Gustave Surand's St. George and the Monster plays out as a chilling confrontation between animals: a spirited horse, two muscular dogs, and a fantastic, menacing dragon....
Gustave Surand's St. George and the Monster plays out as a chilling confrontation between animals: a spirited horse, two muscular dogs, and a fantastic, menacing dragon. Their vividly portrayed reactions—from slinking fear and sheer terror to cold confidence—stand in contrast to the relatively passive human figures, who seem little more than embellishments.
This is an unusual staging of the well-known religious legend of St. George, who killed a dragon terrorizing a royal city in Libya. In Christian theology that episode symbolizes the triumph of good over evil, and illustrations of it normally depict St. George delivering the coup-de-grace. Surand's shift from human to animal protagonists suggests a different interest. It reveals some of the tensions that came into play when making an ambitious relevant Salon painting in the late 1880s—tensions between the expectations of academic art, natural science, and visual entertainment.
Surand was a master of the academic style, delivering correct drawing, detail realism, and high finish in the service of lifelike illusionism. He was a brilliant and prolific painter of animals, and even his dragon, a figment of the imagination, looks and acts as believably and naturally as the real horse and dogs—possessively guarding its prey and warily eyeing its opponents. Physically, the dragon is a hybrid of various animal species, with an eagle's beak, enormous lion paws, an iguana's wattle and pointy spinal ridge, and the mosaic-like scales of a snake.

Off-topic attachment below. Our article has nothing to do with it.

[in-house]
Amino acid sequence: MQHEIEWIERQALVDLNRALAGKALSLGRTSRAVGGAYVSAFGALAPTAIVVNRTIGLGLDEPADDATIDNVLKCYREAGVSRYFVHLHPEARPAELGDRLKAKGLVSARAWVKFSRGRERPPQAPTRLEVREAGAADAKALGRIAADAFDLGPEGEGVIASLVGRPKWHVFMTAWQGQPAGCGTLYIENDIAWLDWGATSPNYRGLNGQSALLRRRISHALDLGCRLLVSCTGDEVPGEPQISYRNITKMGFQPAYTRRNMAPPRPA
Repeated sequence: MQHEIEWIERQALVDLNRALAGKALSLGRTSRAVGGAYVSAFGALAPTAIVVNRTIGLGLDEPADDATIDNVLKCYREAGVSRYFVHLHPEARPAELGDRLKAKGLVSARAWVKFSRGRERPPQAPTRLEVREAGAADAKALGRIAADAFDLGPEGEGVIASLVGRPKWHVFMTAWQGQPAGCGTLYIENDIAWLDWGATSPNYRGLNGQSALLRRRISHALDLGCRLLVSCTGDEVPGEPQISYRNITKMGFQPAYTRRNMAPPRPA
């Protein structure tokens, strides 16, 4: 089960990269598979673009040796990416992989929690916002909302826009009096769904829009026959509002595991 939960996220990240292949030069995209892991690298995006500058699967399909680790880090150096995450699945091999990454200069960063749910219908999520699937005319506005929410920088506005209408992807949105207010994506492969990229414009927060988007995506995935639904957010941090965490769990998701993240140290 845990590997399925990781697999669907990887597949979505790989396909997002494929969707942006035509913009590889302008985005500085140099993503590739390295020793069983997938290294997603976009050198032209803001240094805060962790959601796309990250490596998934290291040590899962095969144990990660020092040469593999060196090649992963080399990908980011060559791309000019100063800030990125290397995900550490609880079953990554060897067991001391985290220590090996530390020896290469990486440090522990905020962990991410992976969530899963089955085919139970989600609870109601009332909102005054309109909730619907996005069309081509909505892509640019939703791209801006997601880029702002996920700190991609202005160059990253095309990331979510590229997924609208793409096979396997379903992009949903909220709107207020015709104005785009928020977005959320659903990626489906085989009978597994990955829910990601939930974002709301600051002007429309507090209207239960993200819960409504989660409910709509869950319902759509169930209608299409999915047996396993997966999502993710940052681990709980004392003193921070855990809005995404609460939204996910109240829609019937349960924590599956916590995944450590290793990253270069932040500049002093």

This characterization may have been inspired by old, pre-scientific beliefs that dragons were born from the mingled "seed" of decomposing dead animals; or else by ongoing debates over Darwin's theories of evolution and natural selection, and over what fossil and dinosaur-bone finds revealed about extinct species. However, Surand's composition was no more intended as a scientific treatise than it was meant to be a religious painting. While its scale and size identified it as a serious work, and while it engaged a current topic, it also delivered the kind of spectacular enchantment viewers had come to expect from large-scale works of art. The picture not only introduced a fantastic yet plausible and up-to-date monster; it also offered an excitingly spiced-up version of the familiar story—titillating with a dose of delectable nudity and gratuitous gore. In addition, Surand furnished the very real pleasures of a perfectly crafted painting: an elegant palette of pearly grays and earthy golds, and technical bravura that embraces flawless high finish in the figures as well as dynamic free brushwork in the rocks. The painting's visual sumptuousness heightens the frisson elicited by the sensational scene.
St. George and the Monster adds an original twist to LACMA's presentation of the late nineteenth century, anchoring a group of other academic works by Rosa Bonheur, Auguste Glaize, and William-Adolphe Bouguereau. The spectacular aspects of Surand's talent—the beauty of style and execution; the fantastic, quasi-scientific interpretation of the story; and, last but not least, the astonishing extravagant dragon—captivate and enchant viewers today as they did in 1888.